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Ashley Services Group Limited (ASX:ASH), which has zero-debt on its balance sheet, can maximize capital returns by increasing debt due to its lower cost of capital. However, the trade-off is ASH will have to follow strict debt obligations which will reduce its financial flexibility. Zero-debt can alleviate some risk associated with the company meeting debt obligations, but this doesn’t automatically mean ASH has outstanding financial strength. I will go over a basic overview of the stock’s financial health, which I believe provides a ballpark estimate of their financial health status.
Does ASH’s growth rate justify its decision for financial flexibility over lower cost of capital?
There are well-known benefits of including debt in capital structure, primarily a lower cost of capital. Though, the trade-offs are that lenders require stricter capital management requirements, in addition to having a higher claim on company assets relative to shareholders. The lack of debt on ASH’s balance sheet may be because it does not have access to cheap capital, or it may believe this trade-off is not worth it. Choosing financial flexibility over capital returns make sense if ASH is a high-growth company. A single-digit revenue growth of 5.8% for ASH is considerably low for a small-cap company. More capital can help the business grow faster. If ASH is not expecting exceptional future growth, then the decision to avoid may cost shareholders in the long term.
Can ASH pay its short-term liabilities?
Given zero long-term debt on its balance sheet, Ashley Services Group has no solvency issues, which is used to describe the company’s ability to meet its long-term obligations. But another important aspect of financial health is liquidity: the company’s ability to meet short-term obligations, including payments to suppliers and employees. At the current liabilities level of AU$18m, it seems that the business has been able to meet these commitments with a current assets level of AU$37m, leading to a 2x current account ratio. Usually, for Professional Services companies, this is a suitable ratio since there is a bit of a cash buffer without leaving too much capital in a low-return environment.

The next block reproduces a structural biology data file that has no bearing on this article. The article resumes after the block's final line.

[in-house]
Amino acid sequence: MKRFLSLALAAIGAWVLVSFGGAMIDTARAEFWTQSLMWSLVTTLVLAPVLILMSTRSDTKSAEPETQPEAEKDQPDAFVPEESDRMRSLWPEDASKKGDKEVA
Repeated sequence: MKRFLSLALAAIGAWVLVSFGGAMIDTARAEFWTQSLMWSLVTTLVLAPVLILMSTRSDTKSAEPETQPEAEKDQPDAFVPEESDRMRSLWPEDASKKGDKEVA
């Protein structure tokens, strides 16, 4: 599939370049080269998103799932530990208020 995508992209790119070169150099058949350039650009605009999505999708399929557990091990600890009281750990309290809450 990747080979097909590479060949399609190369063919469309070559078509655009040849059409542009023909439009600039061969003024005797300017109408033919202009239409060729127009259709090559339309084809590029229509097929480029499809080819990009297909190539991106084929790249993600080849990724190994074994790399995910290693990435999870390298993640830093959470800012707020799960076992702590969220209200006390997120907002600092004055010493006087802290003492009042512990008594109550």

ASH is a fast-growing firm, which supports having have zero-debt and financial freedom to continue to ramp up growth. This may mean this is an optimal capital structure for the business, given that it is also meeting its short-term commitment. In the future, its financial position may change. This is only a rough assessment of financial health, and I’m sure ASH has company-specific issues impacting its capital structure decisions. I suggest you continue to research Ashley Services Group to get a better picture of the stock by looking at:
- Historical Performance: What has ASH’s returns been like over the past? Go into more detail in the past track record analysis and take a look at the free visual representations of our analysis for more clarity.
- Other High-Performing Stocks: Are there other stocks that provide better prospects with proven track records? Explore our free list of these great stocks here.
To help readers see past the short term volatility of the financial market, we aim to bring you a long-term focused research analysis purely driven by fundamental data. Note that our analysis does not factor in the latest price-sensitive company announcements.
The author is an independent contributor and at the time of publication had no position in the stocks mentioned. For errors that warrant correction please contact the editor at firstname.lastname@example.org.